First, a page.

Although caring for aging family members during their golden years can be an incredibly rewarding experience, it can also be quite taxing. This is especially true when it comes to managing personal finances and ensuring your own financial health. As senior adults become increasingly dependent, many family caregivers are forced to take extended leaves from their jobs. According to MetLife, caregiving costs working Americans nearly $3 trillion in lost wages. Following are several strategies for establishing a plan for success as both a caregiver and in your own, personal life.
Don’t Be Afraid To Explore Public Benefits
There are a number of free and low-cost services that can help family caregivers with ongoing care-giving tasks. Taking advantage of these resources early on will often lead to greater financial stability in future years, when more pressing senior needs arise. The National Association of Area Agencies on Aging offers comprehensive lists of public resources for seniors based upon geographic location.
Consider the Advantages of Home Care Services
Rather than sacrificing your job or putting your career on hold, consider the benefits of working with home care companies and respite care services. These things can make maintaining a full or part-time job feasible, despite your commitment to caring for a loved one. When considering the costs of this third-party support, make sure to account for the missed wages and lost professional opportunities that you might face if opting to go it alone.
Take Steps to Keep Your Senior Loved One Active
Keeping seniors active is a great way to enhance their life qualities and promote longevity. It also limits the likelihood of aging adults becoming entirely dependent as the result of declining memory and cognitive functioning. Seniors who maintain balanced and active senior lifestyles in California, Oregon, Washington or elsewhere, tend to age at a far less rapid rate than those who do not. Thus, the best strategy for limiting you caregiver duties is to establish a healthy and balanced schedule for your elderly relative that is rich with challenging and engaging activities. This schedule can include dance or aerobics classes at a local senior center, participation in a volunteer program at a community food bank or involvement in book clubs and knitting clubs among other things.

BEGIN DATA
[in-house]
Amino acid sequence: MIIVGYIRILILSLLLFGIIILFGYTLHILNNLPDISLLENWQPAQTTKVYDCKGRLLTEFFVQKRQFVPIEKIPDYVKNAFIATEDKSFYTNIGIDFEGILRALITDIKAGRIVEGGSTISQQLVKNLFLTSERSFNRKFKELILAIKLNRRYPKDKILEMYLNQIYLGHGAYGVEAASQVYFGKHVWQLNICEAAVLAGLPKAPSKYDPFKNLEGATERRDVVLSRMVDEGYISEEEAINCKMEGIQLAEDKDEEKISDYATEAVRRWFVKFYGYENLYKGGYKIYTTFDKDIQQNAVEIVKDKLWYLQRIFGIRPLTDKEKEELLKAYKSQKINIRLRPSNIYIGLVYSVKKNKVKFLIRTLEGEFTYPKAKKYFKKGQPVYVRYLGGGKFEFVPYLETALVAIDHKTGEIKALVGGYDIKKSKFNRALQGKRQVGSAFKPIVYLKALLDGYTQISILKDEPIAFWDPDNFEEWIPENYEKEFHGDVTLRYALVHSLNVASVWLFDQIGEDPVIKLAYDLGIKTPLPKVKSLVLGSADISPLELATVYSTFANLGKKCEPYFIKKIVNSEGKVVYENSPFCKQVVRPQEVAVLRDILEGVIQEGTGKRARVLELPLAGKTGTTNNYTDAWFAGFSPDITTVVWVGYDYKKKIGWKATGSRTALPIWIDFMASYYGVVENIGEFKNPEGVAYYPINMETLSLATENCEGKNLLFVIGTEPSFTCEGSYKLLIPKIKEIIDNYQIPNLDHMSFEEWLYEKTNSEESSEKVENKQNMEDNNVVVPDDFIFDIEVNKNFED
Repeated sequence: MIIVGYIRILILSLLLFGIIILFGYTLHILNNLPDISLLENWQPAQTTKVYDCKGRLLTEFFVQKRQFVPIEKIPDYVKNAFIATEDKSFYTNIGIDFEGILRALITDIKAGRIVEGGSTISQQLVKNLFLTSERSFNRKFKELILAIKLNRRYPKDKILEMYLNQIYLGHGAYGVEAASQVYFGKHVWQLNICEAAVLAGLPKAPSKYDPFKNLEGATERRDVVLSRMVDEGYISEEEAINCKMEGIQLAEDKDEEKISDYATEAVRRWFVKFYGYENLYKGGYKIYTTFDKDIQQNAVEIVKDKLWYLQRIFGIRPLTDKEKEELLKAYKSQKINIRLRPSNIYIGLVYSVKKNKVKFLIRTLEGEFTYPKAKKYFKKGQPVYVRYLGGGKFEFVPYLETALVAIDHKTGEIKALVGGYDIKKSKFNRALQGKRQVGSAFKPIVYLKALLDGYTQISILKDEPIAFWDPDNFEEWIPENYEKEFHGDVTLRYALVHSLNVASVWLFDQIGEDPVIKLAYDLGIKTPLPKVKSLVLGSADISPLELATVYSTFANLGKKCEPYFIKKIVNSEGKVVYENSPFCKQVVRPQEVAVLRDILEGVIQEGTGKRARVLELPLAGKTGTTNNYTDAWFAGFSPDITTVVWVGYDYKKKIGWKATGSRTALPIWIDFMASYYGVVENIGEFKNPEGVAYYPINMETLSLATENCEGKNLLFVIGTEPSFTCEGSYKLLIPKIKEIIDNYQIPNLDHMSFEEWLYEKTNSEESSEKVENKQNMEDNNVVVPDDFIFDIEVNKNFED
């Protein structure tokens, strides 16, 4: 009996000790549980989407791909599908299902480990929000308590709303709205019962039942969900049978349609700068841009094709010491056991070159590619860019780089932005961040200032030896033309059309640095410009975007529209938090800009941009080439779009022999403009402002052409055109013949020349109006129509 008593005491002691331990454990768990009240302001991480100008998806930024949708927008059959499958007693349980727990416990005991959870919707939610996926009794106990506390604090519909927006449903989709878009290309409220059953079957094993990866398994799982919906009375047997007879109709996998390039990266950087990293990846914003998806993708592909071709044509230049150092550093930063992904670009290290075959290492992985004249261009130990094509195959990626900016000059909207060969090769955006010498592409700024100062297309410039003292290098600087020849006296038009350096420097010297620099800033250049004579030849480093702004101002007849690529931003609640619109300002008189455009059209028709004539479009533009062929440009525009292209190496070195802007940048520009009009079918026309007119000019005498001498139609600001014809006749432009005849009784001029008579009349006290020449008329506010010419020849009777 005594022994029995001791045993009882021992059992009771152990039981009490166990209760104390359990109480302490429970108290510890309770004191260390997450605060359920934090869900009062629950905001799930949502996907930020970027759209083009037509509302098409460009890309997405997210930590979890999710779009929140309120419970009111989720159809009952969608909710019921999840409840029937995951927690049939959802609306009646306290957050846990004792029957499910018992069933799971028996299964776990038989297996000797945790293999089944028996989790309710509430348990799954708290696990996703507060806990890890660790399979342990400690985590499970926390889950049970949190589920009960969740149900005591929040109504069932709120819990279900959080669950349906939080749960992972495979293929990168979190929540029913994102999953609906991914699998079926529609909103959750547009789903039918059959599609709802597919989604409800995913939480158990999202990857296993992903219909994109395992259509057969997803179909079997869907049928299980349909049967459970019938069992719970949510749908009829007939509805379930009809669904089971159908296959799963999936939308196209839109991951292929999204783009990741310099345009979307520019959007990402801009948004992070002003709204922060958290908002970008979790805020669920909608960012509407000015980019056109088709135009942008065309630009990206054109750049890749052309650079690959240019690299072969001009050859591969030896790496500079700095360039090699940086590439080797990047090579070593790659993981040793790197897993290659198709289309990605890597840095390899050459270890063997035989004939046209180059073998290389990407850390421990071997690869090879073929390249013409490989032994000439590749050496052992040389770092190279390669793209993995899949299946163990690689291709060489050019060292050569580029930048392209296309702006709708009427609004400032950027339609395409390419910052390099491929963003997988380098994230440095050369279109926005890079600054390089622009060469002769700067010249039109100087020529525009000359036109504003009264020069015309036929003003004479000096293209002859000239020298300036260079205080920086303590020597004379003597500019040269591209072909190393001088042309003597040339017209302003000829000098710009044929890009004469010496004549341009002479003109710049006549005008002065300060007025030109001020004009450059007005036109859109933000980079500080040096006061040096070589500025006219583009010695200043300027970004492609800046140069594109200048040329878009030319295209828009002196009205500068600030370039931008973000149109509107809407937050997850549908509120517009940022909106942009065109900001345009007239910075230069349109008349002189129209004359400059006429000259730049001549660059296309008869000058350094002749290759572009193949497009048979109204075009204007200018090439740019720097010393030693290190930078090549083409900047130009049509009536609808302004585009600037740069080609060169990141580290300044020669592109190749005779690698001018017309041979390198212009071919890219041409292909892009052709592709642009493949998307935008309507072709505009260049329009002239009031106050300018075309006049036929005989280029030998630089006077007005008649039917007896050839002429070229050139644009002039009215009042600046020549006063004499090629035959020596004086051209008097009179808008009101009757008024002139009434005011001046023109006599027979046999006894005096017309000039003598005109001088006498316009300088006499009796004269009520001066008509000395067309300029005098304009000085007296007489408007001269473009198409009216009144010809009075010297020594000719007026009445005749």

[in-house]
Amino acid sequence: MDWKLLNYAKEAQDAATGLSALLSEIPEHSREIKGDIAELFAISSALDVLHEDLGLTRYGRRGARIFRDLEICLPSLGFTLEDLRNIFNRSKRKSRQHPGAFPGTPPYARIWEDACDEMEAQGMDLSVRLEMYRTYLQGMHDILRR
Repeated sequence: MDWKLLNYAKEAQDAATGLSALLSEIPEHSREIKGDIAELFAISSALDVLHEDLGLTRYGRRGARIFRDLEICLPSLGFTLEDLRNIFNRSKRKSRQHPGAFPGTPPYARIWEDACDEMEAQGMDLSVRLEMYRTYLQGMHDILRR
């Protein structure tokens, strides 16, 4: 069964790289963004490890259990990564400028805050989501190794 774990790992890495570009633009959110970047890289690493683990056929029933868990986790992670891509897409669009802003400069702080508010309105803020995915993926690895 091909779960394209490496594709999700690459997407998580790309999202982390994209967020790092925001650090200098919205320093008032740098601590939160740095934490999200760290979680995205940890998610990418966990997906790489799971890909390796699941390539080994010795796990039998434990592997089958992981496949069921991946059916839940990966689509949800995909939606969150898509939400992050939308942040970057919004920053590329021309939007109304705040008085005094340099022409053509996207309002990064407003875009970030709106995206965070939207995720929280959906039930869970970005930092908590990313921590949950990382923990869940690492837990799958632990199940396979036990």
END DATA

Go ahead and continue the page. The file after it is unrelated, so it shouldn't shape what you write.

Conduct Long-Term Planning Early On
Seniors who tackle the often daunting task of long-term planning early on, often have the greatest say in how the later stages of their lives turn out. Sadly, far too many people wait until they’re already facing age-related, degenerative diseases like Parkinson’s or Alzheimer’s before putting their wishes in writing. In a recent study conducted by Genworth Financial, 90 percent of survey participants said that they had yet to discuss their long-term care needs with their spouses, adult children or other family members. If mobility, memory, or cognition undergo any significant decline before these plans are complete, many of the most important legal, financial and medical decisions will have to be handled by the state. According to the Administration on Aging, nearly 70 percent of all people will need specialized, long-term care at some point in their lives. Thus, in addition to living wills and Power of Attorney, aging adults should also have clearly defined financial plans that detail how the costs of these services will be paid.
With diligent planning, you can enjoy more time with your elderly loved one while experiencing far less financial stress. Even the best of intentions won’t ensure success in your new role as family caregiver. Only a solid financial plan is capable of ensuring that things flow smoothly over the years and throughout the many challenges that these bring.